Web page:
Hope That Helps
I recently received the following email from a student I taught in eighth grade a few years ago. She is at university now.
Long time no talk. How are you? How’s the family? Hope you’re all doing well. I’m going into my second year now at the University of Waterloo in Canada. I sort of hate it, but I’m learning to deal with it, so I guess that part’s okay. I wanted to ask you for some advice – I’m in a weird place right now. They really don’t prepare you for college in high school… Well, anyway, I’m kind of stuck between wanting to be an English major and struggling with what my odds would look like career-wise, and trying to pick something more “practical” like Psychology and going to med school etc. I’m so confused and it’s so unbelievably frustrating to be debating myself about my entire future… please help!
You find yourself in a familiar spot for anyone who has ever been entranced by the word. For every person who’s been tricked into believing that perhaps a living can be made from prose and metaphor and creation and bliss.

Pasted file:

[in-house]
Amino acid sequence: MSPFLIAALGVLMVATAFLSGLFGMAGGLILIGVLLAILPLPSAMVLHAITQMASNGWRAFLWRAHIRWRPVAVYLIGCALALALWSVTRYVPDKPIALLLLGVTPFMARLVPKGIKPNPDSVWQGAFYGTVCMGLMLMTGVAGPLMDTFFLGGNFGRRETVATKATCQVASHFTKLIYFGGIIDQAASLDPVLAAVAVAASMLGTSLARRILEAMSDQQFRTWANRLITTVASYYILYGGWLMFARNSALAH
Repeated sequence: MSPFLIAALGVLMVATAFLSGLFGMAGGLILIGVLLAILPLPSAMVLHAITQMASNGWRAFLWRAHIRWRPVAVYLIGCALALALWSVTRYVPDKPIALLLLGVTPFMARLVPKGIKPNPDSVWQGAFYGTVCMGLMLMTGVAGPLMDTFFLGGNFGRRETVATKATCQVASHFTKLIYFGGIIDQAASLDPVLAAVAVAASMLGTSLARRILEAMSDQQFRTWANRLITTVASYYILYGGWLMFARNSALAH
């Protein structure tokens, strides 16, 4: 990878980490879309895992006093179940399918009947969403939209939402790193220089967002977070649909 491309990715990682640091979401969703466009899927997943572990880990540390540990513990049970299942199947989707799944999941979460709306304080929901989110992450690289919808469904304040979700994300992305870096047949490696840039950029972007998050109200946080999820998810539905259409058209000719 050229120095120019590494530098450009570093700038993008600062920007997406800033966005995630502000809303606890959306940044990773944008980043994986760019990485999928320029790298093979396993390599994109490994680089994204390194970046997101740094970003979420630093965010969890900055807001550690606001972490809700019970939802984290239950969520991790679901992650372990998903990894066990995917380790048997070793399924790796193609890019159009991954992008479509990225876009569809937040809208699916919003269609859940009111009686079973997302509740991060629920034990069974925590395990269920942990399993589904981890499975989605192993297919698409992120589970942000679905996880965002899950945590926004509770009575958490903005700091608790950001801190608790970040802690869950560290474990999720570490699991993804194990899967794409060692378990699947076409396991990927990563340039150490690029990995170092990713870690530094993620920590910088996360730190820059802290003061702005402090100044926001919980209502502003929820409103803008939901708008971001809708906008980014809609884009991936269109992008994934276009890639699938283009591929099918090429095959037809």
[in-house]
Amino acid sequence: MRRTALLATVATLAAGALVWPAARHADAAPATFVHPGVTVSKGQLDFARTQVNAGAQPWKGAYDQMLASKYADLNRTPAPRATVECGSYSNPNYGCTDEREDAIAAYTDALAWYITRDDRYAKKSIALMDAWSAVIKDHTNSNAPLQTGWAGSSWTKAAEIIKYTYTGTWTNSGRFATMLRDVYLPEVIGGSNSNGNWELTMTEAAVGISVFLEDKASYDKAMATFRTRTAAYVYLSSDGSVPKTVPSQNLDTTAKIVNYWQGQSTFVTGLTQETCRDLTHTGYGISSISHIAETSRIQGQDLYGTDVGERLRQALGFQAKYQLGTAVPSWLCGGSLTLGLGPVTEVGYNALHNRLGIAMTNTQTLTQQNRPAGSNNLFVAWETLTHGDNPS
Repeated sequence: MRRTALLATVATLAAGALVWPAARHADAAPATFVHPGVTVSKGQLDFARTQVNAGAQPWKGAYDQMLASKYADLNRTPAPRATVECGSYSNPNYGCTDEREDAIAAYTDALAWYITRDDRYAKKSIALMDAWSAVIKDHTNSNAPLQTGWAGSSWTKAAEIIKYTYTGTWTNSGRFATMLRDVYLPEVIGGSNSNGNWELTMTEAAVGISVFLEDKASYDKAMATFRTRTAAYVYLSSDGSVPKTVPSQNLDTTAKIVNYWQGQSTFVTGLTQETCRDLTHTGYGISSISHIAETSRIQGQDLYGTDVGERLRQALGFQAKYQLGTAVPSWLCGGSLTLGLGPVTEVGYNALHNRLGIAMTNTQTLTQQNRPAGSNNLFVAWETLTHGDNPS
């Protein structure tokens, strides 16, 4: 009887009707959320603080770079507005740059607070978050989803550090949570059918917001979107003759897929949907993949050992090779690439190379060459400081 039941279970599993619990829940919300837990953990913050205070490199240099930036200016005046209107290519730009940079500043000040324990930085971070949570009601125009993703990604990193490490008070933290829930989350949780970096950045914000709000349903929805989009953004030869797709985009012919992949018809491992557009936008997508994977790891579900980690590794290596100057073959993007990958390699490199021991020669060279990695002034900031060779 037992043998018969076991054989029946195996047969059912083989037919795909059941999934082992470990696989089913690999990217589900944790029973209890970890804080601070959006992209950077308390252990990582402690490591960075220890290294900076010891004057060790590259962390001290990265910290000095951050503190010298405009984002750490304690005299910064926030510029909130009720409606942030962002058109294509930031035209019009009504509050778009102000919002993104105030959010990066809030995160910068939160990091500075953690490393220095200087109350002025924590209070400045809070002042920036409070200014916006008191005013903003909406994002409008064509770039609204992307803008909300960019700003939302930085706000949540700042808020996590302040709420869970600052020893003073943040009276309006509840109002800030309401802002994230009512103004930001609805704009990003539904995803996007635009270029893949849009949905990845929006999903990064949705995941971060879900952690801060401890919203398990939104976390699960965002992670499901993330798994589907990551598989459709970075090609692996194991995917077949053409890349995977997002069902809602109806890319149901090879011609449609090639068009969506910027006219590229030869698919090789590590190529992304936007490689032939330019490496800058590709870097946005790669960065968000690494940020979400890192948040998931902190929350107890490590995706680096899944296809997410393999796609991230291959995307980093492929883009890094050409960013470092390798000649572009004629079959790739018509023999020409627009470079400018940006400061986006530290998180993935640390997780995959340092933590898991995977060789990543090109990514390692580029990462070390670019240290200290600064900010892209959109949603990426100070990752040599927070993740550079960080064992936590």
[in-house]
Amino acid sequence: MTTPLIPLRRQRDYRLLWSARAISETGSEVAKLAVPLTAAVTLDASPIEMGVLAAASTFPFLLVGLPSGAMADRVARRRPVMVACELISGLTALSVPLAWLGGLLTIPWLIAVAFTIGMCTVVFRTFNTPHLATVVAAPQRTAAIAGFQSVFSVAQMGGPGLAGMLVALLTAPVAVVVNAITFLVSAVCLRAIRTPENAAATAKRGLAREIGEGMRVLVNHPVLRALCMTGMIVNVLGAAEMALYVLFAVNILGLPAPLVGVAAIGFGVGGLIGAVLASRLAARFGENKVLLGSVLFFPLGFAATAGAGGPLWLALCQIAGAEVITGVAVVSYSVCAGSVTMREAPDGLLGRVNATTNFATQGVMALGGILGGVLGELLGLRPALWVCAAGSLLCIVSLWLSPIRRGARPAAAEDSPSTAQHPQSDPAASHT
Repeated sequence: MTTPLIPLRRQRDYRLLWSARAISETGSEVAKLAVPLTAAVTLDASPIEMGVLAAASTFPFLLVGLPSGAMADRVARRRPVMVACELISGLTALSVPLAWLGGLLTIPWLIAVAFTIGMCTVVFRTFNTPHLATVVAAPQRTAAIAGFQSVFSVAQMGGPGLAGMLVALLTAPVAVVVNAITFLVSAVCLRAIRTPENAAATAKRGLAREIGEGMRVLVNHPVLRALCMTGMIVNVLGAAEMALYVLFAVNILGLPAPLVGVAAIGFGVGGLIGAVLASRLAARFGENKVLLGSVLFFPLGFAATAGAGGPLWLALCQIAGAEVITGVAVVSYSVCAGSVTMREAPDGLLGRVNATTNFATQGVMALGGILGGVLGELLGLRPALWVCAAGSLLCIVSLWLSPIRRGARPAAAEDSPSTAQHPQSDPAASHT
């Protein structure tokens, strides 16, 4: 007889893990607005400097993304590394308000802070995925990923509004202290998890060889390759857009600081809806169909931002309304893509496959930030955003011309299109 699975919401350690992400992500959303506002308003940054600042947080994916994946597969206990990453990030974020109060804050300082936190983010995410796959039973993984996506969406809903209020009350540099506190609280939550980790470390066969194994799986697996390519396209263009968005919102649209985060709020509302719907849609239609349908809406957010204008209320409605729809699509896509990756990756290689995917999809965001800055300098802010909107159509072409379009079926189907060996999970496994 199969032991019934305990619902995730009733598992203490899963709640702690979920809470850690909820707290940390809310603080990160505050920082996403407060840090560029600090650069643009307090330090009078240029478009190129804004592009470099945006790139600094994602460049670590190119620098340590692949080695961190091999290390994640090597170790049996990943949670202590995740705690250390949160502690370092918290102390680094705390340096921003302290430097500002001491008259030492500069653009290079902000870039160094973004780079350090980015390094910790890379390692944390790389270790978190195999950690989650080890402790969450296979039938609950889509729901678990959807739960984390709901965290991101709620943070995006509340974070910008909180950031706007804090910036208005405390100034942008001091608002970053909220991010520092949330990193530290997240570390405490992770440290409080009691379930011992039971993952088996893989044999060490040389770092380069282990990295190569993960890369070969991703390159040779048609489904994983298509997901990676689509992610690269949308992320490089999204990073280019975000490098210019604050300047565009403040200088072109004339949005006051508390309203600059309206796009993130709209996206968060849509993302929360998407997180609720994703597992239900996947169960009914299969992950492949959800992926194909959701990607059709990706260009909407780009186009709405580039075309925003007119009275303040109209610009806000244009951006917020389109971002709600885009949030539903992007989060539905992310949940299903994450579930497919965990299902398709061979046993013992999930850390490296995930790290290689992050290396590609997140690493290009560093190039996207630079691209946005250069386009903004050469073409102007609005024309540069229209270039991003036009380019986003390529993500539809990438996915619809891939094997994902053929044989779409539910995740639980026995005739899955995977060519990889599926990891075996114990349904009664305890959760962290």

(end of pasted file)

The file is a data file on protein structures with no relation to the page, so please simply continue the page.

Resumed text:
The reality, and I really hate to be the one to tell you– as perhaps I was the one who lit the fire, or at least fanned it early in your life, is that there is nothing practical about literature or writing. It is a dead end road obstructed with angst and pain. Forget about careers and security and normality.
You may be one of the lucky ones who has the tenacity, talent and verve to become an actually writer. A tattered creature scraping by enough money to make what they call a living, but the reality is more likely that you will fill your head with the magic of words and find yourself powerless to exist in a world that seldom values them.
Maybe you will become a teacher who spends her life hoodwinking others into believing that art and beauty and dreams are more a human act that working and careers and money can ever be.
You ask me advice about practicality? I know little about the subject. Follow your heart and what you love, the rest will fall into place. Do what you believe will make you happy. Think of what has always made you happy thus far and stick with that. Do not be led by practicality. There are more than enough people following those pursuits. There is nothing wrong with Med school or psychology, but do it because you love it and you feel you have no other choice. Do not allow your decisions to be made based on what you think you should do. Make them based on what you must do.
Whatever you do, will be the right choice. Life is long and simple and pleasant when you do what you love.
Hope that helps.
Do you have any advice for her? What would you say?